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Sid Wittman

Forging titanium bar ?

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I've got quite a few 6ALV4 titanium bars here, thanks to a customer of my old gunsmithing business who owned an aerospace manufacturing company and paid me sometimes in exotic metals instead of cash.

 

I never actually did much with it in the end, gunsmithing wise, as it exhibits basically all the very worst machining traits of every metal there is - combined into one ;) turning it on a lathe is OK, but anything else is a real pain.

 

The bars are 20mm and 30mm diameter IIRC and I'm wondering about forging them into pommels, guards e.t.c

 

Anyone tried this ?

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I looked up the alloy, it's heat treatable and hot workable, but I've honestly never worked with Titanium. A list of some alloys, 6AL-v4 is in the Alpha -Beta type

 

I might just slice a piece off a bar ( it's lovely stuff to hacksaw - not :) ) and see what happens.

 

I'm not going to experiment too hard, it's expensive stuff and if I end up with it cracking or crumbling on the first few tries I'll probably try to sell the bars instead.

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I've forged Ti before. You need to get it blazing hot and put some whup-ass into it, but it'll forge just fine. When it's not moving, get it hotter. It *IS* possible to burn Ti in a coal fire (ask me how I know ;)), but you have to really be putting a LOT of heat into it.

 

-d

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lathe the bar in to rings thats just one of the things i do with it but forge it no

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It's toughness and low density that makes it a bear to machine also makes it a challenge to forge. It doesn't hold heat very well so you will get 2-3 whacks and it will be cool.

 

Due to it's ghastly expense I have forged some into a better size or shape to machine. I have a large stash of .25" plate and have forged some of it down to just over .125 to surface grind to .125. Versus cutting away and wasting half the thickness.

 

And so far I have been unable to melt it in my induction forge. I can get it blazing white hot but no melt.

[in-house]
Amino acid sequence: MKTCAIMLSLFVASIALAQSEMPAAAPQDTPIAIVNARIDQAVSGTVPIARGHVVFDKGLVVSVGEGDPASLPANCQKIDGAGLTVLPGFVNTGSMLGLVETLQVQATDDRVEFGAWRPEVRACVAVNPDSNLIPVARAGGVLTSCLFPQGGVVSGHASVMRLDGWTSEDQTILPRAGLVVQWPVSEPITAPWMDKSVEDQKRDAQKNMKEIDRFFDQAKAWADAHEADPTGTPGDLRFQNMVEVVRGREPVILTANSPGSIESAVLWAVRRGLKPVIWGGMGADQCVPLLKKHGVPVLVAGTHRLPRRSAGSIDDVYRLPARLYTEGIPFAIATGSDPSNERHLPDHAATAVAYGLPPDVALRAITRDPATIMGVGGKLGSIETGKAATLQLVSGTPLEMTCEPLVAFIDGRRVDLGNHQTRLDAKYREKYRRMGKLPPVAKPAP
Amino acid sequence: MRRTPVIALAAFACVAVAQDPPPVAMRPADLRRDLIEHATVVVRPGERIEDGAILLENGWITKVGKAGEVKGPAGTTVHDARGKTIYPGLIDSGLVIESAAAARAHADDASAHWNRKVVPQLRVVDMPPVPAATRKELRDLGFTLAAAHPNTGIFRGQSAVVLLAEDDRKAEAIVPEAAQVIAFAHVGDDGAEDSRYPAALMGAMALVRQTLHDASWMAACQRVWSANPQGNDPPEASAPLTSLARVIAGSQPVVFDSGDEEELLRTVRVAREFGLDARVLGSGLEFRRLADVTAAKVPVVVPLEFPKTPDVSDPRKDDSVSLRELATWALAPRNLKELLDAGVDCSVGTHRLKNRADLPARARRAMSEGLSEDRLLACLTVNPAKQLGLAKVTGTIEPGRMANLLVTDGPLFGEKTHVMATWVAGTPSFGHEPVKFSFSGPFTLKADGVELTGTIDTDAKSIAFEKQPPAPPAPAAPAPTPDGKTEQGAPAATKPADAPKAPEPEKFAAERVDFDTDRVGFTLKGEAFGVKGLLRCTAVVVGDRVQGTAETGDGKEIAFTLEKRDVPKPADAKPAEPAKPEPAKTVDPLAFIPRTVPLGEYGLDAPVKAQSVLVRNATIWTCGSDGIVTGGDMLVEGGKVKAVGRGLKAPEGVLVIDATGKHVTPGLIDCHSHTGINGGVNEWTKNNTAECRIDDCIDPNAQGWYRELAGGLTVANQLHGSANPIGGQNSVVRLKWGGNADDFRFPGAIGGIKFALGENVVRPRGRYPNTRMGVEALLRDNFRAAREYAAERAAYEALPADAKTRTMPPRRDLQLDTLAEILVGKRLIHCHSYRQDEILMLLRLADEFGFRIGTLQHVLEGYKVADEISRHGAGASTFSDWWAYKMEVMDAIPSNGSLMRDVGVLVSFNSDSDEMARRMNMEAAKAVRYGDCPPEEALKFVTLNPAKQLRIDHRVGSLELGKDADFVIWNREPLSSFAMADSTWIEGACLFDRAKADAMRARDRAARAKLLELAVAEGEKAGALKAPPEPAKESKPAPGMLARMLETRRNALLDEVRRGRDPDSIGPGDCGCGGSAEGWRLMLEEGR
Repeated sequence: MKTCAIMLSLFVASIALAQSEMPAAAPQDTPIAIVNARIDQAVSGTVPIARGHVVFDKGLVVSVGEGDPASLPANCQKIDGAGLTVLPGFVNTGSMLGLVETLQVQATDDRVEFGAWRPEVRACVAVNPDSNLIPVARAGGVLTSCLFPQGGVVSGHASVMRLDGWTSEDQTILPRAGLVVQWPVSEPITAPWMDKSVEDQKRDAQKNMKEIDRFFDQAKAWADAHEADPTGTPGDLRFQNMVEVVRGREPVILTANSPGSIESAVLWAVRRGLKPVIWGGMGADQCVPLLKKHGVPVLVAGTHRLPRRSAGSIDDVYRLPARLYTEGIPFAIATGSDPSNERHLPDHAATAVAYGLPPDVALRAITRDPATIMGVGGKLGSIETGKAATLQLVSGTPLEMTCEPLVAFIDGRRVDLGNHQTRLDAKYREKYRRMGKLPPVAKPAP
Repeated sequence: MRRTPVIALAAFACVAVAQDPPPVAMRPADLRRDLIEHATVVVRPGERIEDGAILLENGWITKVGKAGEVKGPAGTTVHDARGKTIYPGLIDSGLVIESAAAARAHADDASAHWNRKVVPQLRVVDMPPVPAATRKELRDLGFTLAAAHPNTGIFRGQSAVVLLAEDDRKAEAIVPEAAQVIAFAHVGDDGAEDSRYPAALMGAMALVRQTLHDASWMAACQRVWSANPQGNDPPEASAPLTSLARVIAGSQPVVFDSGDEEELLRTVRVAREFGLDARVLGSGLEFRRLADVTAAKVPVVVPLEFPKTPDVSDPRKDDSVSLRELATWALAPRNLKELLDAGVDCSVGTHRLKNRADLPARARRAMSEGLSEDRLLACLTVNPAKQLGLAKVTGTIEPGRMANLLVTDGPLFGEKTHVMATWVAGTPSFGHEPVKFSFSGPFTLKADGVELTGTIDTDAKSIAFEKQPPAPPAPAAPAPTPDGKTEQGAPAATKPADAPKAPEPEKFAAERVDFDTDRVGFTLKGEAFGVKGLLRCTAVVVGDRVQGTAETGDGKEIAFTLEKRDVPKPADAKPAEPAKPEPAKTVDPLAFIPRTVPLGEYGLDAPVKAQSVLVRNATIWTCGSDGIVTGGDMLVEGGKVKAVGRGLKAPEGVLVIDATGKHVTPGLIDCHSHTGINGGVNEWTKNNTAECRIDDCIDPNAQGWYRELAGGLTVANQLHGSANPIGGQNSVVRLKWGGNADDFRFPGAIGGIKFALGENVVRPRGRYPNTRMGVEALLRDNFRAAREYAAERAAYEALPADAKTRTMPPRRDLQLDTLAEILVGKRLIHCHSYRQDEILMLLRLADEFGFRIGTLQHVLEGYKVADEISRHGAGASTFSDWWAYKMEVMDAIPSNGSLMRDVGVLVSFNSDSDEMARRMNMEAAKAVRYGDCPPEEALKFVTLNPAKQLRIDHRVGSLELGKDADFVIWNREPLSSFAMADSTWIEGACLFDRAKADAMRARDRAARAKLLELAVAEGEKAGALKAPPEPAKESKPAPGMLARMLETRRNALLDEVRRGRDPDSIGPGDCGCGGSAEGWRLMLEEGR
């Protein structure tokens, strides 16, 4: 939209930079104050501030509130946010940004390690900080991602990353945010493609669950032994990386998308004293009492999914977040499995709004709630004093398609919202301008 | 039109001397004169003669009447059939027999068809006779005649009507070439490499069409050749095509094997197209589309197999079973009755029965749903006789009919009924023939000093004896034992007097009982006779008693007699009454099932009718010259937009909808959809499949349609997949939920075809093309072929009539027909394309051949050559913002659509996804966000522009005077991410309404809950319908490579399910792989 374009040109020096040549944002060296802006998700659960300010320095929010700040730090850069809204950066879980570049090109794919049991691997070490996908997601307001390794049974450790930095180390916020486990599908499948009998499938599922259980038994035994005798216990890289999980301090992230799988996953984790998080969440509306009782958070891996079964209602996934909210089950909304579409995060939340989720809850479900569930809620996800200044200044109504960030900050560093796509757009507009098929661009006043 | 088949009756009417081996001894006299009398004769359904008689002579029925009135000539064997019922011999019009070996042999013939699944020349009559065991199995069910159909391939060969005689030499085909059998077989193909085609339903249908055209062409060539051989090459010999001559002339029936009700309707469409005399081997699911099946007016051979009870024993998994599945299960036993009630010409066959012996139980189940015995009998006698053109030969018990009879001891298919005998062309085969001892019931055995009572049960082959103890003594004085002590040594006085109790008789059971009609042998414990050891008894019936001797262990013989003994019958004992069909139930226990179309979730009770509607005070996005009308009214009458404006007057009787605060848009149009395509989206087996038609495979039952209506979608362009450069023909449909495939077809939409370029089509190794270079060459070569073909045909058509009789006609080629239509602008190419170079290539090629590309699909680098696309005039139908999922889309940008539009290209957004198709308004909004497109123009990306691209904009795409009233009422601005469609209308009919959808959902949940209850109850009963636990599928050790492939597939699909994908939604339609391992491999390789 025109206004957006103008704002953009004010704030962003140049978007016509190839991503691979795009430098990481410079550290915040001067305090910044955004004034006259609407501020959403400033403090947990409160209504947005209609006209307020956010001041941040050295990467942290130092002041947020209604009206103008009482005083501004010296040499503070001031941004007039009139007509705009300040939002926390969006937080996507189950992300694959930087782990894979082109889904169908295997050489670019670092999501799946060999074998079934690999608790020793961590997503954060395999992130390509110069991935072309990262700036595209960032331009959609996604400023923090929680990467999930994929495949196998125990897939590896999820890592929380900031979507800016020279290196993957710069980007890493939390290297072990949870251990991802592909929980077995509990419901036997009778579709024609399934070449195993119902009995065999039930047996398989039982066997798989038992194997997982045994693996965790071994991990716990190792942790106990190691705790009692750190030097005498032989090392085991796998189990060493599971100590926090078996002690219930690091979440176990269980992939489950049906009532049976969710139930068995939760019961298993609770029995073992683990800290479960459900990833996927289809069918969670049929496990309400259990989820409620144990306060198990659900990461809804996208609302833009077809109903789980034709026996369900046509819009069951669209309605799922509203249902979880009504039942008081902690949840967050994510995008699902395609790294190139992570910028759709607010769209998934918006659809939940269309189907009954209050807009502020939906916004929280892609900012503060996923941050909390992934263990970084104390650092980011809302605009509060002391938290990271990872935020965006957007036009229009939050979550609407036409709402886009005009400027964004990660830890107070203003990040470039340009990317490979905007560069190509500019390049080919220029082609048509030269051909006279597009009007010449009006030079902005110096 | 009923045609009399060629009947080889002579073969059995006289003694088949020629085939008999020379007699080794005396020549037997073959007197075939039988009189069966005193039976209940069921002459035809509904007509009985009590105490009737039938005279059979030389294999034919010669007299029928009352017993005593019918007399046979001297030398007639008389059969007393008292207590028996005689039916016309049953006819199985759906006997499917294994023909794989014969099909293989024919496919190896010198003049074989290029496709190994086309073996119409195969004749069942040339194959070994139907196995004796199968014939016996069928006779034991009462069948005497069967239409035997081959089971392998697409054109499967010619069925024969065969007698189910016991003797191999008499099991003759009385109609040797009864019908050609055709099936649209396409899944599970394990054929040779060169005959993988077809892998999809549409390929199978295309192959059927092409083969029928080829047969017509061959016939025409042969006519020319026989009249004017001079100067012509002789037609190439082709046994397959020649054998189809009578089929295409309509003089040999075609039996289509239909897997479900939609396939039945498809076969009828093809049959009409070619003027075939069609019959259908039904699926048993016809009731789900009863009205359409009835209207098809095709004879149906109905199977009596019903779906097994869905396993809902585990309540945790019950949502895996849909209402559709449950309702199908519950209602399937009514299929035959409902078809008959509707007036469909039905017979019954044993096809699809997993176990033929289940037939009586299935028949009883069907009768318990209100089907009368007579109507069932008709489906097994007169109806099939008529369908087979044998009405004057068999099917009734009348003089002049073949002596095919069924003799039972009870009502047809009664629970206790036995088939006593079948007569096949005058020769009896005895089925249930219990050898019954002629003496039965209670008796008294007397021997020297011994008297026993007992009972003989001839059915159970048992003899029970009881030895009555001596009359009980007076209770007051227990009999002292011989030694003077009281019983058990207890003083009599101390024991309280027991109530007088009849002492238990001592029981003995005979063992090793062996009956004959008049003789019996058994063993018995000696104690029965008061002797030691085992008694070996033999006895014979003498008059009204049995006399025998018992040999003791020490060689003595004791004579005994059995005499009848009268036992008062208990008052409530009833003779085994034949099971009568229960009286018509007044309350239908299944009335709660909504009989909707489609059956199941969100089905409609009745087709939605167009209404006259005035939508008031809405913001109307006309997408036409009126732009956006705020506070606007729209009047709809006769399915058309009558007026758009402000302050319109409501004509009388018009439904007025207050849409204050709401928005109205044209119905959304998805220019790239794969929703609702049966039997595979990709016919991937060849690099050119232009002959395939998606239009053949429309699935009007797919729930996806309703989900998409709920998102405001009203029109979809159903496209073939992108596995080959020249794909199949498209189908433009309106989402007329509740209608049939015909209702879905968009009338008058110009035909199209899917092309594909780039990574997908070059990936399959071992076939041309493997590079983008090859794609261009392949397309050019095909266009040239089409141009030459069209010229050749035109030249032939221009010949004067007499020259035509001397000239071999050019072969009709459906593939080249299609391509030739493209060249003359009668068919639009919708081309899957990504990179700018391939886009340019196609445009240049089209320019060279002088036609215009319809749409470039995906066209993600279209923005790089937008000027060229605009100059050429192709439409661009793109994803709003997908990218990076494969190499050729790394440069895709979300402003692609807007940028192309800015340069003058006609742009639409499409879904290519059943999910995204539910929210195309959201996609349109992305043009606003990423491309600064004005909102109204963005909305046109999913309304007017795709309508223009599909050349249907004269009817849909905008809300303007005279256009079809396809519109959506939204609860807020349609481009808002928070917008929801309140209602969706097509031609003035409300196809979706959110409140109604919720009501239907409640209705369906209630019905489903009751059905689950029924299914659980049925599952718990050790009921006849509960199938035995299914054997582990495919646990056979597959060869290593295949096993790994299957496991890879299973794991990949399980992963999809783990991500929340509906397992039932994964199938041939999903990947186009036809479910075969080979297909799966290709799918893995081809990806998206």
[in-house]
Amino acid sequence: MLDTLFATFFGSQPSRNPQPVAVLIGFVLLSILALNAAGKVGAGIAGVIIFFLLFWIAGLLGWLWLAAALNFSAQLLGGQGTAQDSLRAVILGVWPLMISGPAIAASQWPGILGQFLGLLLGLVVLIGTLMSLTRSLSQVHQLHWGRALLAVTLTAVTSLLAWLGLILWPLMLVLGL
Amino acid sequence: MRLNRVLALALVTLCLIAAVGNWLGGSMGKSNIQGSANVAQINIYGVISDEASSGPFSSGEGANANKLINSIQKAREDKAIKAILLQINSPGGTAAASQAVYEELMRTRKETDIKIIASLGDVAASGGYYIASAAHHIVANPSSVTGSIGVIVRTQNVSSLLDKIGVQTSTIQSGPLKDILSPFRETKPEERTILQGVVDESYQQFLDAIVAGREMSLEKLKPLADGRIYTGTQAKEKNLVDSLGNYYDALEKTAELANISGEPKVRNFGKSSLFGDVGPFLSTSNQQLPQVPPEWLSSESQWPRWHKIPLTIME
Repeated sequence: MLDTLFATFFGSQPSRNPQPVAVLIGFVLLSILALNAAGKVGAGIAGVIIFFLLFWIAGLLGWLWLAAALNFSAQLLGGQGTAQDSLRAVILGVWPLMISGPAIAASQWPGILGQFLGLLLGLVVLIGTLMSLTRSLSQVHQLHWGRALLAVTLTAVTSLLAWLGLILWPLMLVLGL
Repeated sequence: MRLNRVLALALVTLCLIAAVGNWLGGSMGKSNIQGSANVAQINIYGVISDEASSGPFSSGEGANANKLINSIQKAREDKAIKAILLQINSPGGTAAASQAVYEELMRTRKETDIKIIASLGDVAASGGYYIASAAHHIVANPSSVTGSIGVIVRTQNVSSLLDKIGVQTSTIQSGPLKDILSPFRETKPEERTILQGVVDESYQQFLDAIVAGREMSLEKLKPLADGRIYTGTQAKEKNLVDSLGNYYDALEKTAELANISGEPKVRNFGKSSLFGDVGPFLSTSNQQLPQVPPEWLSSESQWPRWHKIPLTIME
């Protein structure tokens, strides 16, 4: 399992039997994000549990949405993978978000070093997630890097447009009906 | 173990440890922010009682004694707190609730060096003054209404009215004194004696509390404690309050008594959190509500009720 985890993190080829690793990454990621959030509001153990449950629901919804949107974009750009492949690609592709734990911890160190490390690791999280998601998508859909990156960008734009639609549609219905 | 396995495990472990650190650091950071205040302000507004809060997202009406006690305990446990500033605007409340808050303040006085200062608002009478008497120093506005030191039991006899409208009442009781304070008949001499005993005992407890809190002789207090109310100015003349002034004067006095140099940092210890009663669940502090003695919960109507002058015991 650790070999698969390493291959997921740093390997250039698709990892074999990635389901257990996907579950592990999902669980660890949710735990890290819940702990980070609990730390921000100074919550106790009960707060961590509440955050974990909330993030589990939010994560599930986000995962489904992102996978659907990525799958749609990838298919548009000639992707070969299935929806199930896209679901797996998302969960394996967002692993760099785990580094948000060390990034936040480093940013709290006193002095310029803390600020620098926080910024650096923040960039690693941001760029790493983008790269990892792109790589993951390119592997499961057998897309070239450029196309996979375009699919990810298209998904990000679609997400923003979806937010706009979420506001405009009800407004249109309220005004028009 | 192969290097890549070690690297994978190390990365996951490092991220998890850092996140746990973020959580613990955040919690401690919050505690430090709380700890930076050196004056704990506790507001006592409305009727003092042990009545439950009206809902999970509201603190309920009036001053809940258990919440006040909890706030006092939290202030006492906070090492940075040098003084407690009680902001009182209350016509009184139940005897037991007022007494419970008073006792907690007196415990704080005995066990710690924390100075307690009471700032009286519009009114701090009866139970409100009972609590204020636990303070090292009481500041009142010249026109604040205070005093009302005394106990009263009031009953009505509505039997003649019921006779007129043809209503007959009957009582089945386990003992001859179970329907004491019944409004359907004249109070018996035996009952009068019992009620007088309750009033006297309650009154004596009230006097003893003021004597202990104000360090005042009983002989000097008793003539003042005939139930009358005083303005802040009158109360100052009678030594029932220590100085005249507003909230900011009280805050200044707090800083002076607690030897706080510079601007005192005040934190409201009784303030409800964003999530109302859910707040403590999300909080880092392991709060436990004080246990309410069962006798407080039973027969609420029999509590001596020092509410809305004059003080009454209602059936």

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Never forged it but I have machined it for years. Keep your tool cool and lubed, and never try to "skim it". Take a good bite. It workhardens as you machine it so you want to keep your tool under the hard skin that develops as you cut it. If you keep that in mind it machines very nicely. Feed over speed. Speed hardens it. You want just enough to keep your chipload between .005 and .015. A minor radius on your cutting tool again .005-.015 will keep you from breaking tools. Off topic I know but its pretty cool stuff and not hard to work once you understand it.

 

If you decide to machine it and need advice feel free to msg me

 

Good luck

Edited by Bret

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Never forged it but I have machined it for years. Keep your tool cool and lubed, and never try to "skim it". Take a good bite. It workhardens as you machine it so you want to keep your tool under the hard skin that develops as you cut it. If you keep that in mind it machines very nicely. Feed over speed. Speed hardens it. You want just enough to keep your chipload between .005 and .015. A minor radius on your cutting tool again .005-.015 will keep you from breaking tools. Off topic I know but its pretty cool stuff and not hard to work once you understand it.

 

If you decide to machine it and need advice feel free to msg me

 

Good luck

 

Great advice ! thanks - I found it turns OK, it's just every other machining operation which was a pain, tapping most of all.

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ive only ever taped it with small taps and never thought it was hard to tap a bear to grind due to any operation that generates heat hardening up the metal and orange pealing the surface

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It doesn't hold heat very well so you will get 2-3 whacks and it will be cool.

 

 

Tried forging a flat on the end of a 20mm bar today. You are so right - 3 blows and it's done moving, and the transition is almost instant.

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I have heard of suffering severe headaches from breathing fumes from grinding titanium spacers in making folders.Has anyone experience similar reactions. Sounds dangerous. Thanks for the education of working unfamiliar metals.

Timothy

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I have heard of suffering severe headaches from breathing fumes from grinding titanium spacers in making folders.Has anyone experience similar reactions. Sounds dangerous. Thanks for the education of working unfamiliar metals.

Timothy

 

I have worked with quite a bit of titanium over the years and never had any headaches. It's one of the least irritating metals and is used in jewelry for those with nickle or other sensitivities. It's also used in many different medical implants.

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It's also used in many different medical implants.

 

Tell me about it :D that stuff is holding my right leg and pelvis together thanks to a cage driver hitting my motorcycle

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